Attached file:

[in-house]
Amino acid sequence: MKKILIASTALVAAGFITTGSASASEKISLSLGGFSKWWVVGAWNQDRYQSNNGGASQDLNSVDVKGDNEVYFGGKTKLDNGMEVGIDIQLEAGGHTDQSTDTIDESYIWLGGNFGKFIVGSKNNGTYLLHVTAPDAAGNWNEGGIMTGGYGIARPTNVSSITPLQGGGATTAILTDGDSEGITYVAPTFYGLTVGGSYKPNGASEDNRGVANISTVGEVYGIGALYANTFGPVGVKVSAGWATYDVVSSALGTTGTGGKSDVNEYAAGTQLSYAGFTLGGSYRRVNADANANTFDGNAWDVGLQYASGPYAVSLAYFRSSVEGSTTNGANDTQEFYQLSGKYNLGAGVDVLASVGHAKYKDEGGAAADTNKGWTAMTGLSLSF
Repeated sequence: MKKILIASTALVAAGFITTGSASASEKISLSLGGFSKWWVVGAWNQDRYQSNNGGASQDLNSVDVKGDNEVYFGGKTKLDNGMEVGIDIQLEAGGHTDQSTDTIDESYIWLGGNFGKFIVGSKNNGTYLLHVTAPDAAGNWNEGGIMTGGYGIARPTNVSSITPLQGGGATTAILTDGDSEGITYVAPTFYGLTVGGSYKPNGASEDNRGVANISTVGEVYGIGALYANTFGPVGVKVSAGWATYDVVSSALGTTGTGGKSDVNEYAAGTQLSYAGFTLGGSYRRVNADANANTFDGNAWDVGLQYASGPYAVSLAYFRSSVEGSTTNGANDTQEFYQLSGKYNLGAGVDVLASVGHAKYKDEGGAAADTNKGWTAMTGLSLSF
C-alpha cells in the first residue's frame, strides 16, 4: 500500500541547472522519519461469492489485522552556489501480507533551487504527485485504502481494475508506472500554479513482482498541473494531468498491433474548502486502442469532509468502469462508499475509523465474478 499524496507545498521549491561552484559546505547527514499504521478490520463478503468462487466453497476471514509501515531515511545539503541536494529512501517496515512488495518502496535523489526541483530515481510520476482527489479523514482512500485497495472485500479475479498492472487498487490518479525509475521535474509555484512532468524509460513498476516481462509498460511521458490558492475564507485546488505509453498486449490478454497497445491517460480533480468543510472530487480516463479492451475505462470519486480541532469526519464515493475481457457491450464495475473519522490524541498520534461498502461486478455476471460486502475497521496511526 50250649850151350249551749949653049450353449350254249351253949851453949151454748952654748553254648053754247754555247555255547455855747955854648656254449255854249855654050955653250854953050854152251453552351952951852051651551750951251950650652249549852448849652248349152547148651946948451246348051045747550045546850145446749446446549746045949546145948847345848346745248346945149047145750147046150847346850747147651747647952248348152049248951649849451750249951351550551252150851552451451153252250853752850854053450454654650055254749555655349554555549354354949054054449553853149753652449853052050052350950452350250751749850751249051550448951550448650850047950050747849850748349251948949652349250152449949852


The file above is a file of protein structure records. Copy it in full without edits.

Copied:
[in-house]
Amino acid sequence: MKKILIASTALVAAGFITTGSASASEKISLSLGGFSKWWVVGAWNQDRYQSNNGGASQDLNSVDVKGDNEVYFGGKTKLDNGMEVGIDIQLEAGGHTDQSTDTIDESYIWLGGNFGKFIVGSKNNGTYLLHVTAPDAAGNWNEGGIMTGGYGIARPTNVSSITPLQGGGATTAILTDGDSEGITYVAPTFYGLTVGGSYKPNGASEDNRGVANISTVGEVYGIGALYANTFGPVGVKVSAGWATYDVVSSALGTTGTGGKSDVNEYAAGTQLSYAGFTLGGSYRRVNADANANTFDGNAWDVGLQYASGPYAVSLAYFRSSVEGSTTNGANDTQEFYQLSGKYNLGAGVDVLASVGHAKYKDEGGAAADTNKGWTAMTGLSLSF
Repeated sequence: MKKILIASTALVAAGFITTGSASASEKISLSLGGFSKWWVVGAWNQDRYQSNNGGASQDLNSVDVKGDNEVYFGGKTKLDNGMEVGIDIQLEAGGHTDQSTDTIDESYIWLGGNFGKFIVGSKNNGTYLLHVTAPDAAGNWNEGGIMTGGYGIARPTNVSSITPLQGGGATTAILTDGDSEGITYVAPTFYGLTVGGSYKPNGASEDNRGVANISTVGEVYGIGALYANTFGPVGVKVSAGWATYDVVSSALGTTGTGGKSDVNEYAAGTQLSYAGFTLGGSYRRVNADANANTFDGNAWDVGLQYASGPYAVSLAYFRSSVEGSTTNGANDTQEFYQLSGKYNLGAGVDVLASVGHAKYKDEGGAAADTNKGWTAMTGLSLSF
C-alpha cells in the first residue's frame, strides 16, 4: 500500500541547472522519519461469492489485522552556489501480507533551487504527485485504502481494475508506472500554479513482482498541473494531468498491433474548502486502442469532509468502469462508499475509523465474478 499524496507545498521549491561552484559546505547527514499504521478490520463478503468462487466453497476471514509501515531515511545539503541536494529512501517496515512488495518502496535523489526541483530515481510520476482527489479523514482512500485497495472485500479475479498492472487498487490518479525509475521535474509555484512532468524509460513498476516481462509498460511521458490558492475564507485546488505509453498486449490478454497497445491517460480533480468543510472530487480516463479492451475505462470519486480541532469526519464515493475481457457491450464495475473519522490524541498520534461498502461486478455476471460486502475497521496511526 50250649850151350249551749949653049450353449350254249351253949851453949151454748952654748553254648053754247754555247555255547455855747955854648656254449255854249855654050955653250854953050854152251453552351952951852051651551750951251950650652249549852448849652248349152547148651946948451246348051045747550045546850145446749446446549746045949546145948847345848346745248346945149047145750147046150847346850747147651747647952248348152049248951649849451750249951351550551252150851552451451153252250853752850854053450454654650055254749555655349554555549354354949054054449553853149753652449853052050052350950452350250751749850751249051550448951550448650850047950050747849850748349251948949652349250152449949852